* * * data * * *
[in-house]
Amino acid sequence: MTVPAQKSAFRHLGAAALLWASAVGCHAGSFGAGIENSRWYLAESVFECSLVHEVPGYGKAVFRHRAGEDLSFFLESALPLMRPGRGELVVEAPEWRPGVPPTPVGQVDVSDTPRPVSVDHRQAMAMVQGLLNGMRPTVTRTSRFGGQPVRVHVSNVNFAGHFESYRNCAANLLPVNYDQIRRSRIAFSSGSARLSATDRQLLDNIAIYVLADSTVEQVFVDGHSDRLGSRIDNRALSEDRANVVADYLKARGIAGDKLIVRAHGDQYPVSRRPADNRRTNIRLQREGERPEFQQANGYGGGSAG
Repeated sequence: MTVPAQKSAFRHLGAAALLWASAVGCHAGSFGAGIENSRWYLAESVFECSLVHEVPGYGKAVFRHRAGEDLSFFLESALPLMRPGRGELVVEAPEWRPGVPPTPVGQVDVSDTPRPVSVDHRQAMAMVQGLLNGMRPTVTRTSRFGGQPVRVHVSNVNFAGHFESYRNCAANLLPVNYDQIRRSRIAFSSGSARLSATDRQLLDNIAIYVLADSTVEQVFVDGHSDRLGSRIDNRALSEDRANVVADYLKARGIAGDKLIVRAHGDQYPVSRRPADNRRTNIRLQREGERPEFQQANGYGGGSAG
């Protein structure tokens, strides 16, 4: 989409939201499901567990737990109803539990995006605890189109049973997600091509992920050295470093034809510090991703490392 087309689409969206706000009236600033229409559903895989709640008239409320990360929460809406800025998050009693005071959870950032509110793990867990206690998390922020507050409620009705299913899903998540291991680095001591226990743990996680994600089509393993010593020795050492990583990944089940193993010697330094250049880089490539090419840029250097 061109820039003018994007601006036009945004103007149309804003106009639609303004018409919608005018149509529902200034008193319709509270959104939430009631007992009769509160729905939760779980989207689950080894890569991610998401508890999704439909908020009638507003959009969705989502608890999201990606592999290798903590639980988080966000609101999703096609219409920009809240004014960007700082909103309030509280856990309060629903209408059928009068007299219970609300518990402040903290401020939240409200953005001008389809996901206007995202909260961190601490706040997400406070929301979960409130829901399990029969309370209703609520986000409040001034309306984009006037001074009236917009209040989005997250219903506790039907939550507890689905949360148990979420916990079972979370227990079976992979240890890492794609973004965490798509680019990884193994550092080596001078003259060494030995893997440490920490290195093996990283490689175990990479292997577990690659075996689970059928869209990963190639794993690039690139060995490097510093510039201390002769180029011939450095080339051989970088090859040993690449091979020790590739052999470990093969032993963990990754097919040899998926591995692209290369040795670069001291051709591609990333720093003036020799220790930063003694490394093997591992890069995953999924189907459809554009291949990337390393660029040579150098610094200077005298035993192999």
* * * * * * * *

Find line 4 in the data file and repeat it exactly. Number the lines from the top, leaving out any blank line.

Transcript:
């Protein structure tokens, strides 16, 4: 989409939201499901567990737990109803539990995006605890189109049973997600091509992920050295470093034809510090991703490392 087309689409969206706000009236600033229409559903895989709640008239409320990360929460809406800025998050009693005071959870950032509110793990867990206690998390922020507050409620009705299913899903998540291991680095001591226990743990996680994600089509393993010593020795050492990583990944089940193993010697330094250049880089490539090419840029250097 061109820039003018994007601006036009945004103007149309804003106009639609303004018409919608005018149509529902200034008193319709509270959104939430009631007992009769509160729905939760779980989207689950080894890569991610998401508890999704439909908020009638507003959009969705989502608890999201990606592999290798903590639980988080966000609101999703096609219409920009809240004014960007700082909103309030509280856990309060629903209408059928009068007299219970609300518990402040903290401020939240409200953005001008389809996901206007995202909260961190601490706040997400406070929301979960409130829901399990029969309370209703609520986000409040001034309306984009006037001074009236917009209040989005997250219903506790039907939550507890689905949360148990979420916990079972979370227990079976992979240890890492794609973004965490798509680019990884193994550092080596001078003259060494030995893997440490920490290195093996990283490689175990990479292997577990690659075996689970059928869209990963190639794993690039690139060995490097510093510039201390002769180029011939450095080339051989970088090859040993690449091979020790590739052999470990093969032993963990990754097919040899998926591995692209290369040795670069001291051709591609990333720093003036020799220790930063003694490394093997591992890069995953999924189907459809554009291949990337390393660029040579150098610094200077005298035993192999």